Although many microcontrollers or SoCs are called processors, historically, the processor is the name of the element of the CPU functionality only. It must be connected to memory and peripherals to form a fully functional computer. On the other hand, a microcontroller, embedded processor or System on Chip can work without any external elements; it just requires the power supply to operate.

The typical microcontroller includes general-purpose units like:

  • CPU core,
  • Program memory,
  • Data memory,
  • Timers, Counters,
  • Interrupt controller,
  • I/O ports,
  • Serial synchronous and asynchronous communication ports,
  • Analog to Digital converter,
  • PWM (Pulse width Modulation unit for Digital to Analog conversion),
  • DMA controller,
  • Supervisory units (Watchdog, Reset, Brownout).

Embedded Processor or System on Chip can contain also:

  • Network interface,
  • USB controller,
  • Memory interface module,
  • Floating point unit (FPU),
  • Cryptographic module,
  • Other application-specific extensions.

The CPU core is the unit that executes the main program. It controls program flow, executes general-purpose instructions, calculates addresses, and processes integer values. For fast floating point calculations, an FPU coprocessor is built-in. It executes instructions that perform calculations on real numbers and advanced mathematical functions. The program instructions are fetched from program memory, usually implemented as internal or external flash memory. Data is stored in internal data memory implemented as static RAM. If more memory is needed, some microcontrollers have a memory management unit that allows them to connect external DRAM memory. Flash memory is often used as a place for file storage. Timers and counters are units that help to generate pulses of specified length and square signals of selected frequency. They can also measure delays and synchronise the work of other modules like serial ports, converters, and displays. Timers can generate pulse width modulated signals to control the speed of motors and light brightness. Microcontrollers have digital input and output ports to connect other elements of the systems. Connecting external sensors to collect information from the surroundings and output devices to manipulate environmental parameters is possible. Analogue inputs can read the voltage value generated by simple sensors. Serial communication ports are used to connect more complex sensors and displays to communicate with the user or another computer system. An interrupt controller is a unit that automatically executes subroutines responsible for handling tasks specific to the hardware that signalled the situation that needs the processor's attention. The processor doesn't have to waste execution time by periodically checking if there is a need to take care of the device. It helps to make the code more efficient and reliable. Supervisory units help to recover from some abnormal situations. Watchdog resets the processor in case the software hangs up. Brownout detector constantly monitors the power supply voltage. It stops the processor if the voltage is too low for proper operation to avoid execution errors, flash write errors, and other malfunctions. Supervisory interfaces like JTAG allow writing the programs into flash memory and debugging the code. Direct Memory Access (DMA) module performs memory operations without processor intervention. It is usually used for copying data blocks between memory and other peripheral units. For example, data from the network unit is stored automatically in the buffer, and the CPU is informed while the data transfer is complete.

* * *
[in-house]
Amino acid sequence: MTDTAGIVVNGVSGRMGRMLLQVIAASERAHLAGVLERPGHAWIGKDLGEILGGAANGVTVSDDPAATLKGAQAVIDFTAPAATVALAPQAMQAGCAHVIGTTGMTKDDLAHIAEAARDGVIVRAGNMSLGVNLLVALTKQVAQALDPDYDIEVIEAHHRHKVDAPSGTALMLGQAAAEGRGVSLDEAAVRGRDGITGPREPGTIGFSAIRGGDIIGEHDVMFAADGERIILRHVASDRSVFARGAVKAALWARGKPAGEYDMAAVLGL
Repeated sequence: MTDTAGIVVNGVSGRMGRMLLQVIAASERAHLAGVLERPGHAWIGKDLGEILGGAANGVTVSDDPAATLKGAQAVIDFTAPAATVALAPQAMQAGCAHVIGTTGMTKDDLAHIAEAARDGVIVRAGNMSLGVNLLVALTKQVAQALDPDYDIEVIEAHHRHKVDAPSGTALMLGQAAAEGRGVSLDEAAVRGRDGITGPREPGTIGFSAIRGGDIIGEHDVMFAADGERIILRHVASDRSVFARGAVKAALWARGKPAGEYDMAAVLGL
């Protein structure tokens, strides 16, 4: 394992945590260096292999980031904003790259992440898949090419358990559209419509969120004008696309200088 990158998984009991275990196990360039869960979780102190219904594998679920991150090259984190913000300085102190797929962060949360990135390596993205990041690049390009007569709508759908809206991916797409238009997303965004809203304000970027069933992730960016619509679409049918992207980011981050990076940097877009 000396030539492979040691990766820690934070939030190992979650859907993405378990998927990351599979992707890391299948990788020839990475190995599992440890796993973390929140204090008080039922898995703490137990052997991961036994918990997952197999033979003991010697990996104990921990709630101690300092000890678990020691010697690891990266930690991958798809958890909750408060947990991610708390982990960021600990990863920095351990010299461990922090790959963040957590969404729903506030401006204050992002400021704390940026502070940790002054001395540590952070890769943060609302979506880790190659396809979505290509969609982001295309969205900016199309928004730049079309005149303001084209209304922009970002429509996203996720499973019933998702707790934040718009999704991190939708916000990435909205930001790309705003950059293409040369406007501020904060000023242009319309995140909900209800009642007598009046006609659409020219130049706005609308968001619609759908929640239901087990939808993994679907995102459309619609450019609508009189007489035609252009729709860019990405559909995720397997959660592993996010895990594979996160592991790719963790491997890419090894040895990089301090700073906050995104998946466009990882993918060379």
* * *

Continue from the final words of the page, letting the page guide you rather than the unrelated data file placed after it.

Details of the internal construction and operation of many internal modules of popular microcontrollers are described in further chapters of this book.

en/iot-open/iotmicrocontrollers2.txt · Last modified: 2024/05/27 10:12 by pczekalski